The thought of going back to an unlocked chalet late at night was still unsettling for us. Joburg baggage is hard to shake off. But since it was way past the vervet monkeys’ bedtime, there was nothing to worry about except the random giant millipede that always finds its way into the room. We had the best night with the sounds of the bush in the background.
But all good things have to come to an end. We got a wake-up call from our ranger at 5am to get ready for the morning drive. Who needs make-up at 5am? After all, the animals are the stars. We just grabbed coffee and off we went on the lion (and other big game) hunt. Sleep is just not worth missing out on the action.
Our ranger must be a “morning person”. He was on fire and seemed to have a different brief that morning: go big (spot lions) or go home. He would stop and check the spoor and, on occasion, drive into what had seemed like unchartered terrain the previous day. After driving into a few herds of wildebeest and waterbuck we came across a pride of lions… and the experience was just so surreal.
The majestic beasts went about their business without a care. They would momentarily and nonchalantly look our way, and then proceed on their morning walk. At some stage they got too close for comfort to our truck but the ranger said there was nothing to worry about as lions didn’t see vehicles as a threat – they were known to attack only humans on foot. We clicked away... although it felt as if the camera was getting in the way of this once-in-a-lifetime experience. It’s a pity the images engraved on our minds cannot be duplicated on print.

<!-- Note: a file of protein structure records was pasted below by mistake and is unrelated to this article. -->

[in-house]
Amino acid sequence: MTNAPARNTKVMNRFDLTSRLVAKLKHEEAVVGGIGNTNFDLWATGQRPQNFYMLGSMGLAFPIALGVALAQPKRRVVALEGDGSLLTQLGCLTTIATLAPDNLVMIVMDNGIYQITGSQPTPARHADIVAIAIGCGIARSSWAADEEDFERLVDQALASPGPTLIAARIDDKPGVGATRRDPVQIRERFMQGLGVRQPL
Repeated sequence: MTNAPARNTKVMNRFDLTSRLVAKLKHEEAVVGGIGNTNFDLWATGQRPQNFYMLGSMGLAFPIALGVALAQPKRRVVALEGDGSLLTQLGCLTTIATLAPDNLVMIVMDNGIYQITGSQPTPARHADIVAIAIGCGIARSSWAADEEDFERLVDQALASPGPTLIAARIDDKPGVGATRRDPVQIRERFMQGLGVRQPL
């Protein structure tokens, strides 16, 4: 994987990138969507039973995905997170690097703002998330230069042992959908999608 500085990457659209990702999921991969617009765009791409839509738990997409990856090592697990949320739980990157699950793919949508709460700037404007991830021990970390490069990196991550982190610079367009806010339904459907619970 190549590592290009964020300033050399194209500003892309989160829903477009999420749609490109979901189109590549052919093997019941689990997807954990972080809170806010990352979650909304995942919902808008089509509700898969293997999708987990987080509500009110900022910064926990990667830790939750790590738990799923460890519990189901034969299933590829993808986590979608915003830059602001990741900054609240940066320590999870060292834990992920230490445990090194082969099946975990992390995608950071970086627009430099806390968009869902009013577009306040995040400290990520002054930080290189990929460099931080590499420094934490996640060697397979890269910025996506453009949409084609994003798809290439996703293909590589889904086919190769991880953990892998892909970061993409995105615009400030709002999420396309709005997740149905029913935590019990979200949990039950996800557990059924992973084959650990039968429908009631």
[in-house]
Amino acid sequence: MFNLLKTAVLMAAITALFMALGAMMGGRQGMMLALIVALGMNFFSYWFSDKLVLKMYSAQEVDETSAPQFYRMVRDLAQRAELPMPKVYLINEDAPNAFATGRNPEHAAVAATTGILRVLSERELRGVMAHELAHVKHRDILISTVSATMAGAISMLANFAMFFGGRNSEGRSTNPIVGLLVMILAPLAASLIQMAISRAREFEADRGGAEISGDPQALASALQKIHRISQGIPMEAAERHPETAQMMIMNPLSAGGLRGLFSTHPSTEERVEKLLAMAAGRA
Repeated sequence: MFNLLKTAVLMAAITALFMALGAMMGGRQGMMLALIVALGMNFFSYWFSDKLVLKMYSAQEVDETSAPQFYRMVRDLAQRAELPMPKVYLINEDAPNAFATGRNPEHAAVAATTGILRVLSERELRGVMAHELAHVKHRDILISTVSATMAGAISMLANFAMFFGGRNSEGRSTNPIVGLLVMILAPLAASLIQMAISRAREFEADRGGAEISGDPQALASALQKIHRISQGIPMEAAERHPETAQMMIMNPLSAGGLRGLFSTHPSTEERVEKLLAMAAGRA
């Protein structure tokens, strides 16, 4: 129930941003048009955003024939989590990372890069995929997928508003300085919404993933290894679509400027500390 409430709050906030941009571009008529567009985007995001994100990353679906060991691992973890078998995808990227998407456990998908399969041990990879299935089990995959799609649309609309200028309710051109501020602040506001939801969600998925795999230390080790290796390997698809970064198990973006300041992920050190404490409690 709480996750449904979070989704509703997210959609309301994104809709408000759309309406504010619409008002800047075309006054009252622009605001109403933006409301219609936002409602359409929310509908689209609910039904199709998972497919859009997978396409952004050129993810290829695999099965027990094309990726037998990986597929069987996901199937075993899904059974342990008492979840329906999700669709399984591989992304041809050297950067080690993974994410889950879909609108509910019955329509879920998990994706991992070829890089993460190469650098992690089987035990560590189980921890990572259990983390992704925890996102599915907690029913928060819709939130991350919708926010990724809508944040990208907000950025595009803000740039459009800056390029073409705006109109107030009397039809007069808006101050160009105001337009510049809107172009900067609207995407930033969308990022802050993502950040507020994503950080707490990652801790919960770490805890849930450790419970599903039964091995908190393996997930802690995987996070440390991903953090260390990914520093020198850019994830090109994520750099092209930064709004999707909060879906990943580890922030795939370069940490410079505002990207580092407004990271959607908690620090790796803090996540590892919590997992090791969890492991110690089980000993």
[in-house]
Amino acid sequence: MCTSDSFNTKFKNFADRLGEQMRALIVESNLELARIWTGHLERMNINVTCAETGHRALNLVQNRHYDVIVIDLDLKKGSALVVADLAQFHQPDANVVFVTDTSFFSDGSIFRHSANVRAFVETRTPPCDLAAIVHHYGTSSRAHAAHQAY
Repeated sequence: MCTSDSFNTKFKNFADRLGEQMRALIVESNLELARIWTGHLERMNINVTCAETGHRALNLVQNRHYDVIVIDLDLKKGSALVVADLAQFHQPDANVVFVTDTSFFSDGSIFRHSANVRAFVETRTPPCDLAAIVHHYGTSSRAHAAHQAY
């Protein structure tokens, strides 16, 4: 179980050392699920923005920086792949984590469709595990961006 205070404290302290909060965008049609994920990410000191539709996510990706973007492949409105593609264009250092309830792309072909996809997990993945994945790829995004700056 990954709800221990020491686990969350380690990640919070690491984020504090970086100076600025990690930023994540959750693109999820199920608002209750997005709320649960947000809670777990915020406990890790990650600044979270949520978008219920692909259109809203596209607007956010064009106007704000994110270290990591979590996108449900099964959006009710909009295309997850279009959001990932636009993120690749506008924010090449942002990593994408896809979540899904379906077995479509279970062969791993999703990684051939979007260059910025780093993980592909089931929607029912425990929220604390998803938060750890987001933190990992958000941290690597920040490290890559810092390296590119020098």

Eventually the lions left and we left in search of more game sightings. We were radioed about another lion that had just made a kill and we rushed there as soon as we could. There were already two vehicles packed with tourists admiring the sight. We navigated our way through the shrubs to get a ringside seat. There, partly concealed in thorny bushes with the young male lion keeping a close watch and basking in the glory, lay a huge buffalo carcass.
Having had such a good morning, it was only natural to set off looking for more game. Seeing rhino, which are always in the news for all the wrong reasons, would be the cherry on top, not to mention leopards which are said to have been in the park long before it was declared private property and most of the 8000 animals reintroduced. But that wasn’t to be.
We rounded off the morning drive with tea and muffins under the trees before we headed back to the lodge for a shower and breakfast. Returning with good stories to tell was really worth missing out on the morning snooze, and all who had cried jet lag in the morning were green with envy.
Having woken too early, we had a massage therapist do her magic in the comfort of our chalet before we made up for lost sleep. It was the best siesta ever, interrupted only by the monkeys banging their heads against the window pane hoping to whisk some fruit from the kitchenette. However, the unruly rascals can tell right from wrong as they dash away as soon as you make eye contact.
We gave the afternoon game drive a miss and opted for sundowners in the boma just to reflect on our experiences and ponder the dreaded drive back to Joburg the following day. We chose to dwell more on the former.
Our two-night stay was a worthwhile experience, something different from the concrete jungle in which mall-hopping and staying in chain hotels and lodges (which offer more of the same in a different city) are our peers’ idea of fun.
We were not entirely convinced that our friends would pay big bucks to trek out of the city and see animals they can see at Joburg or Pretoria zoo. The only time my friends’ SUVs touch a dirt road is when they visit family in the bundu. Did I mention that almost every second homestead there has a thatch-roofed house?